Author + information
- Received December 12, 1994
- Revision received April 20, 1995
- Accepted April 27, 1995
- Published online September 1, 1995.
- Alessandro Salustri, MD,
- Silja Spitaels, MD,
- Jackie McGhie, BSc,
- Wim Vletter, BSc and
- Jos R.T.C. Roelandt, MD, FACC*
- ↵*Address for correspondence: Dr. Jos R. T. C. Roelandt, Thoraxcenter, Bd 408, Erasmus University Rotterdam, P.O. Box 1738, 3000 DR Rotterdam, The Netherlands.
Objectives This study sought to assess both the feasibility and potential role of transthoracic three-dimensional echocardiography for the evaluation of adult patients with congenital heart disease.
Background The unrestricted views with depth perception provided by three-dimensional echocardiography with dynamic volume-rendered display may enhance visualization of cardiac structures and detection of abnormalities in patients with congenital heart defects.
Methods We studied 33 patients with various heart defects (mitral valve anomalies in 9, aortic valve anomalies in 5, subaortic membrane in 5, ventricular septal defect in 4, transposition of the great arteries in 3, tetralogy of Fallot in 2, other defects in 5). Cross-sectional images of the specific region of interest were acquired from either the parasternal or apical window with the rotational technique (2° interval with electrocardiographic and respiratory gating) and postprocessed for resampling in cubic format. From these three-dimensional data sets a multitude of cut planes were selected, presented in volume-rendered dynamic display and analyzed by two observers for comparison with standard two-dimensional images to assess their additional information.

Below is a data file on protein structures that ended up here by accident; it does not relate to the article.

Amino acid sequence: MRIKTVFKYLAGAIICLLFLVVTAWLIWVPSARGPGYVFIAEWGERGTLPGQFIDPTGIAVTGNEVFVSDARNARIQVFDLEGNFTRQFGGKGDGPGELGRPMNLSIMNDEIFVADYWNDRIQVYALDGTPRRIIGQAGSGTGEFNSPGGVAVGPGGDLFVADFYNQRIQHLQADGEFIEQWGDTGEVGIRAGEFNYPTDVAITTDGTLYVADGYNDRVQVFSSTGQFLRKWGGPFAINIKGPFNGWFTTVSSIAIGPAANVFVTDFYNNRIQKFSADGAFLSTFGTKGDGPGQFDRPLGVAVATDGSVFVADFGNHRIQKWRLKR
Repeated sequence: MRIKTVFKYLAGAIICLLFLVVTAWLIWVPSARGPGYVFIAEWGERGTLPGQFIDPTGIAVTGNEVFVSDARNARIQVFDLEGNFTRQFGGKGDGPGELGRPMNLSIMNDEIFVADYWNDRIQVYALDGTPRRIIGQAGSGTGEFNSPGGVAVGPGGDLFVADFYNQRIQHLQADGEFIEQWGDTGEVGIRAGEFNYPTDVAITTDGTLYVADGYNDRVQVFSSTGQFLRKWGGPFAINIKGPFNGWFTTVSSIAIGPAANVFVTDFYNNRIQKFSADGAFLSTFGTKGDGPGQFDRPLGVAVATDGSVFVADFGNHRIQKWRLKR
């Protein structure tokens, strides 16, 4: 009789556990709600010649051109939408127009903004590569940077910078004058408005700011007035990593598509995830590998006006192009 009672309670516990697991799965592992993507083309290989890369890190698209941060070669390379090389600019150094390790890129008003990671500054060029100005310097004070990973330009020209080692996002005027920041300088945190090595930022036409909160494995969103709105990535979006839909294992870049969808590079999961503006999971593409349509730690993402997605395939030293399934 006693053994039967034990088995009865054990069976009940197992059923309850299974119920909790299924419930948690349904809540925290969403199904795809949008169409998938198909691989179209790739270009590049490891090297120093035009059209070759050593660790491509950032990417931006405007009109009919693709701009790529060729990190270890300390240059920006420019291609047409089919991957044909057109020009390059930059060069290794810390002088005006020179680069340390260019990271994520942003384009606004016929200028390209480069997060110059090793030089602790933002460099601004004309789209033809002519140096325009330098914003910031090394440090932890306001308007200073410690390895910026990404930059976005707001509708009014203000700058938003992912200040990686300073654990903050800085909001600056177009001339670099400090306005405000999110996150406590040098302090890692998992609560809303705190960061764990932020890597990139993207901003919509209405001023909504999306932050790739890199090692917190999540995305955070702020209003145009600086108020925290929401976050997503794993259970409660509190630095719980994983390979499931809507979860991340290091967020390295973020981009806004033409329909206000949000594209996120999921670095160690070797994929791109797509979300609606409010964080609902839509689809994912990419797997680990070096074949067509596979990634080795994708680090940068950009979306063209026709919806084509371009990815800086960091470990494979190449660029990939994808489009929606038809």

Results Three-dimensional reconstruction was possible in all patients. Structures of interest were evaluated from unusual viewpoints, providing both cardiologists and surgeons with immediate feedback. When compared with standard two-dimensional images, additional information was provided for 12 patients (36%). The mitral valve, aortoseptal continuity and interatrial septum were the structures for which three-dimensional echocardiography was most useful.
Conclusions Transthoracic three-dimensional echocardiography is feasible and facilitates spatial recognition of the intracardiac anatomy in a significant proportion of patients and enhances diagnostic confidence of complex congenital heart disease.
- Received December 12, 1994.
- Revision received April 20, 1995.
- Accepted April 27, 1995.
- American College of Cardiology